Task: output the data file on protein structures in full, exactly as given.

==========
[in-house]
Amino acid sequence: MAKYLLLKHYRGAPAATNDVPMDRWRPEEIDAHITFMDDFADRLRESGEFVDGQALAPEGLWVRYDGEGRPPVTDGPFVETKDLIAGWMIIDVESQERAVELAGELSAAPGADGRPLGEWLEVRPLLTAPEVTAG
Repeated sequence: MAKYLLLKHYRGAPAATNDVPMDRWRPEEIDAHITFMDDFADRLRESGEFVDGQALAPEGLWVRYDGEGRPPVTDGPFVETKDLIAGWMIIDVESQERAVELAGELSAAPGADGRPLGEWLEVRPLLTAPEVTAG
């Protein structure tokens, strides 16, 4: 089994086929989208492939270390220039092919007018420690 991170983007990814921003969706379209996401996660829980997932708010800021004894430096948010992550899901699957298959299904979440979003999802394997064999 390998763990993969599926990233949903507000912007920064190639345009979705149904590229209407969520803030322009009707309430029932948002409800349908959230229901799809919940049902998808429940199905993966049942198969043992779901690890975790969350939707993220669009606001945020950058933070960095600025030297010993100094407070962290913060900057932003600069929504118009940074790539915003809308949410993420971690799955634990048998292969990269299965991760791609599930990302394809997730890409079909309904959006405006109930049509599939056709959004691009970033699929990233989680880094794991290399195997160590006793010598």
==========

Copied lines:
[in-house]
Amino acid sequence: MAKYLLLKHYRGAPAATNDVPMDRWRPEEIDAHITFMDDFADRLRESGEFVDGQALAPEGLWVRYDGEGRPPVTDGPFVETKDLIAGWMIIDVESQERAVELAGELSAAPGADGRPLGEWLEVRPLLTAPEVTAG
Repeated sequence: MAKYLLLKHYRGAPAATNDVPMDRWRPEEIDAHITFMDDFADRLRESGEFVDGQALAPEGLWVRYDGEGRPPVTDGPFVETKDLIAGWMIIDVESQERAVELAGELSAAPGADGRPLGEWLEVRPLLTAPEVTAG
């Protein structure tokens, strides 16, 4: 089994086929989208492939270390220039092919007018420690 991170983007990814921003969706379209996401996660829980997932708010800021004894430096948010992550899901699957298959299904979440979003999802394997064999 390998763990993969599926990233949903507000912007920064190639345009979705149904590229209407969520803030322009009707309430029932948002409800349908959230229901799809919940049902998808429940199905993966049942198969043992779901690890975790969350939707993220669009606001945020950058933070960095600025030297010993100094407070962290913060900057932003600069929504118009940074790539915003809308949410993420971690799955634990048998292969990269299965991760791609599930990302394809997730890409079909309904959006405006109930049509599939056709959004691009970033699929990233989680880094794991290399195997160590006793010598």